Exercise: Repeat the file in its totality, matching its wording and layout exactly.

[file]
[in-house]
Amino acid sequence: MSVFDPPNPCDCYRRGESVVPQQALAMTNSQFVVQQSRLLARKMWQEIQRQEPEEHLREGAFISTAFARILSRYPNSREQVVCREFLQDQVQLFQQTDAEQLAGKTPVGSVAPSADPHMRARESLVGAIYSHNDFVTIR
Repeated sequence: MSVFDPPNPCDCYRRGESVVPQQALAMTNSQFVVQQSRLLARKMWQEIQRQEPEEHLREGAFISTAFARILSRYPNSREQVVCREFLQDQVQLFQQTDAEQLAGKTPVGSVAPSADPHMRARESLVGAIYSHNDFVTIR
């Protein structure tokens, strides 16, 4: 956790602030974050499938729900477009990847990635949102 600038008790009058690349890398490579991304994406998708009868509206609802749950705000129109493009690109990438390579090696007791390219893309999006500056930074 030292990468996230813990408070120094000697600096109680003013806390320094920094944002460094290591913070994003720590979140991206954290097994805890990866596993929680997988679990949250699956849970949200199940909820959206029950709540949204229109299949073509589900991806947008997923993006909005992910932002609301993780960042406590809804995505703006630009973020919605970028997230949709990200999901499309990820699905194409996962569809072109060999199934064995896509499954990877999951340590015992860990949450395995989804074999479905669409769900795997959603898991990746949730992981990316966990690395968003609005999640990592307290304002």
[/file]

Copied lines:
[in-house]
Amino acid sequence: MSVFDPPNPCDCYRRGESVVPQQALAMTNSQFVVQQSRLLARKMWQEIQRQEPEEHLREGAFISTAFARILSRYPNSREQVVCREFLQDQVQLFQQTDAEQLAGKTPVGSVAPSADPHMRARESLVGAIYSHNDFVTIR
Repeated sequence: MSVFDPPNPCDCYRRGESVVPQQALAMTNSQFVVQQSRLLARKMWQEIQRQEPEEHLREGAFISTAFARILSRYPNSREQVVCREFLQDQVQLFQQTDAEQLAGKTPVGSVAPSADPHMRARESLVGAIYSHNDFVTIR
């Protein structure tokens, strides 16, 4: 956790602030974050499938729900477009990847990635949102 600038008790009058690349890398490579991304994406998708009868509206609802749950705000129109493009690109990438390579090696007791390219893309999006500056930074 030292990468996230813990408070120094000697600096109680003013806390320094920094944002460094290591913070994003720590979140991206954290097994805890990866596993929680997988679990949250699956849970949200199940909820959206029950709540949204229109299949073509589900991806947008997923993006909005992910932002609301993780960042406590809804995505703006630009973020919605970028997230949709990200999901499309990820699905194409996962569809072109060999199934064995896509499954990877999951340590015992860990949450395995989804074999479905669409769900795997959603898991990746949730992981990316966990690395968003609005999640990592307290304002």